A Positive View of LGBTQ starts a new conversation about the strengths and benefits of Lesbian, Gay, Bisexual, Transgender, and Queer (LGTBQ) identities. Positive LGBTQ identities are affirmed through inspiring firsthand accounts. Focusing on how LGTBQ-identified individuals can cultivate a sense of well-being and a personal identity that allows them to flourish in all areas of life, the authors explore a variety of themes. Through personal stories from people with a variety of backgrounds and gender and sexual identities, readers will learn more about expressing gender and sexuality; creating strong and intimate relationships; exploring unique perspectives on empathy, compassion, and social justice; belonging to communities and acting as role models and mentors; and, enjoying the benefits of living an authentic life. Providing exercises in each chapter, the book offers those who identify as LGBTQ and those who support and love them, as well as those seeking to better understand them, an opportunity to explore and appreciate these identities.
A standout in a sea of polemical studies, this title combines personal accounts, critical psychology, and counseling models to develop a positive, benefits-based analysis of gay culture. Riggle (gender & women’s studies, political science, Univ. of Kentucky) and Rostosky (psychology, Univ. of Kentucky) surveyed over 1000 LGBTQ-identified people across the United States (as well as some in Canada, Great Britain, Australia, and New Zealand) to develop a narrative picture reinforcing the positive aspects of being lesbian, gay, bisexual, transgendered, or queer. Organized into eight themes, this book uses personal anecdotes and quotations to convey, among other things, what it might look like to live an authentic LGBTQ life, maintain healthy relationships, live as a model for others, work for change, and identify in solidarity with the larger queer community. Accompanying each theme is a brief, scholarly summary of the topic, along with reflections and exercises for the reader. VERDICT A welcome tonal change in queer literature, this is useful for those not only just coming out but also who have been out for a long time and need support in finding positive meaning in their lives.
— Library Journal, Starred Review
Strength, benefits, well-being—these are words some would not readily associate with the lesbian, gay, bisexual, transgendered, and queer community. In fact, the word “community” itself may not come readily to mind, but as Riggle and Rostosky argue, the media omit and overlook many affirming aspects of a large majority of LGBTQ lives. Authoritative narratives and first-person accounts identify and explore eight positive commonalities, such as how LGBTQ individuals live authentically with increased insight and have strong emotional connections within and beyond families of choice, making this volume, complete with exercises and activities, a refutation of negative stereotypes. Readers will appreciate the authors’ discussion of the too frequently dismissed phenomena of how prejudicial treatment can inspire one to embrace life with “greater understanding,” empathy, and compassion, enabling individuals to heal and nurture themselves and others. End notes and resource and reference listings conclude a useful and valuable resource.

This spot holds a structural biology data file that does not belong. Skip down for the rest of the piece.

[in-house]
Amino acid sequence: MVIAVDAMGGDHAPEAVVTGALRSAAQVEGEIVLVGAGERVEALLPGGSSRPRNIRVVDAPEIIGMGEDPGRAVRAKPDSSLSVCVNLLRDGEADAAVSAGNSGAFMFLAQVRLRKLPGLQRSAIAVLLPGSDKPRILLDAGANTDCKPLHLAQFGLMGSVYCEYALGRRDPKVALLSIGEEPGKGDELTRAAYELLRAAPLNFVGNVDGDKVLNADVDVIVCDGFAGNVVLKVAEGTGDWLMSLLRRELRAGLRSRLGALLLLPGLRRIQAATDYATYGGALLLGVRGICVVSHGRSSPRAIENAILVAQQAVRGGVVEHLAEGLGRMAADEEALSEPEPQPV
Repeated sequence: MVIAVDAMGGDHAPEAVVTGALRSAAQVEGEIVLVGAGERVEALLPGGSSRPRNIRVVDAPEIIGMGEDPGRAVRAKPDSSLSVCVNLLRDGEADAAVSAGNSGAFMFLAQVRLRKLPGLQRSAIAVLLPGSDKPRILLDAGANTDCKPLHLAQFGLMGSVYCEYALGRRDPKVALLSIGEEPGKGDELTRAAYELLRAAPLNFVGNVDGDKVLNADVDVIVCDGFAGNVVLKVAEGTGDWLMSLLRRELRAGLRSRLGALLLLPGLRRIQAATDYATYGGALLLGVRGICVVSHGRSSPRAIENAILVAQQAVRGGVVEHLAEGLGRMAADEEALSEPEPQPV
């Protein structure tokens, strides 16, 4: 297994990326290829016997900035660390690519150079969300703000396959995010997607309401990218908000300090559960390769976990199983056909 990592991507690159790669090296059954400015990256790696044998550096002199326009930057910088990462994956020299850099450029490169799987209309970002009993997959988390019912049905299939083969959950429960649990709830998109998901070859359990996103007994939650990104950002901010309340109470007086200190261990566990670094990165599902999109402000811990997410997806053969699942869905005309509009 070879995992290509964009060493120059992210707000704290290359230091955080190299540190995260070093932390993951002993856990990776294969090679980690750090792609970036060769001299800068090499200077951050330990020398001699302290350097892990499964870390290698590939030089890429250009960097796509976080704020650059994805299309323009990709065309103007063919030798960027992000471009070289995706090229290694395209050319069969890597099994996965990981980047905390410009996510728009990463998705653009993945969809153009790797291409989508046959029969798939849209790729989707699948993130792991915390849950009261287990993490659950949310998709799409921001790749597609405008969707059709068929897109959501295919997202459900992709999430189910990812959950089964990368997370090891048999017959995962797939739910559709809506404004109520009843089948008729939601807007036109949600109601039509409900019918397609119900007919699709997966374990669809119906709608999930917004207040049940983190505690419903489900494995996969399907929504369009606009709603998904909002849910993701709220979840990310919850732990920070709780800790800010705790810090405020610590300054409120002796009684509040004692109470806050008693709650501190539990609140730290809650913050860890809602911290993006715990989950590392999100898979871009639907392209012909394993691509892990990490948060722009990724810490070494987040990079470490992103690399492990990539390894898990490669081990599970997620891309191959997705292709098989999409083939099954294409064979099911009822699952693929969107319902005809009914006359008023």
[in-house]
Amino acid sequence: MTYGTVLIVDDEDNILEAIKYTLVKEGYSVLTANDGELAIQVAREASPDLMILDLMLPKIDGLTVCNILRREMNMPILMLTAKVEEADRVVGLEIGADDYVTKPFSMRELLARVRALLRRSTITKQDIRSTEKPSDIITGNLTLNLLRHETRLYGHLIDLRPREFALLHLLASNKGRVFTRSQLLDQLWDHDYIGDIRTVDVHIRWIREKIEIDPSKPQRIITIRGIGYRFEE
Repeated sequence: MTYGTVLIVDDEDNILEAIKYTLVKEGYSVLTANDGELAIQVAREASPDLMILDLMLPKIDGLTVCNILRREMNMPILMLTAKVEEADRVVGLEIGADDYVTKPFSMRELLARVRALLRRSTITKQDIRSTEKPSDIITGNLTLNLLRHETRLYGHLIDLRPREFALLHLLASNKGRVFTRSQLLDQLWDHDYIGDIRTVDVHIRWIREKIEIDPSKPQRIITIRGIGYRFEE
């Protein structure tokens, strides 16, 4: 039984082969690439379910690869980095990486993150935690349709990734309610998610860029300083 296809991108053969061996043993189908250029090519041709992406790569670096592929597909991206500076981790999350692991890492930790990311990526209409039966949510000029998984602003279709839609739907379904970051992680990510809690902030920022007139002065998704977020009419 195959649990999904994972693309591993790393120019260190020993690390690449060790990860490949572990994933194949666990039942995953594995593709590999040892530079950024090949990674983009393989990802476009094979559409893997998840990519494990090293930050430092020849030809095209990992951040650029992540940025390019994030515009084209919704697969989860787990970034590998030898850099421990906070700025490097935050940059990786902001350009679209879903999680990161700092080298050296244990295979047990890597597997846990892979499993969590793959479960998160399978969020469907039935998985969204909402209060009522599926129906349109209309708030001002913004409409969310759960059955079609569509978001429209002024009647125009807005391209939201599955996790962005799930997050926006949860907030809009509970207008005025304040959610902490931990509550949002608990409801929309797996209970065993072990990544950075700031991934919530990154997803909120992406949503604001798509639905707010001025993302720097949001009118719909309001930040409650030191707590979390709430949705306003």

Through personal stories from people with a variety of backgrounds and gender and sexual identities, readers will learn more about expressing gender and sexuality; creating strong and intimate relationships; exploring unique perspectives on empathy, compassion, and social justice; belonging to communities and acting as role models and mentors; and, enjoying the benefits of living an authentic life.
— Adelante Magazine
I'm deeply impressed with this book. The eight themes provide new ways of exploring LGBT issues, and the personal stories offer context for the themes. The power of this work lies in the combination of the illuminated themes though the voices and the related exercises at the end of each chapter. This is an engaging book for many audiences including educators and trainers, community organizers, and, of course, LGBTQ people and our families.
— Dr. Ronni Sanlo, professor in Higher Education and Educational Leadership at the California State University Fullerton
About the Authors:
Ellen D.B. Riggle is a professor of gender and women's studies and political science at the University of Kentucky. She is co-founder of PrismResearch.org, a research group and website focused on issues impacting the well-being of LGBTQ individuals and same-sex couples. Her articles have appeared in leading professional journals and she is co-editor of Sexual Identity in the Workplace: Issues and Services and Gays and Lesbians in the Democratic Process: Public Policy, Political Representation and Public Opinion.
Sharon S. Rostosky is a Licensed Psychologist and a professor of counseling psychology at the University of Kentucky. She is co-founder of PrismResearch.org. She has published over 50 academic journal articles and book chapters, including many that focus on the well-being of LGBTQ individuals, same-sex couples, and their families. In 2010, she was the recipient of the Society of Counseling Psychology's Social Justice Award.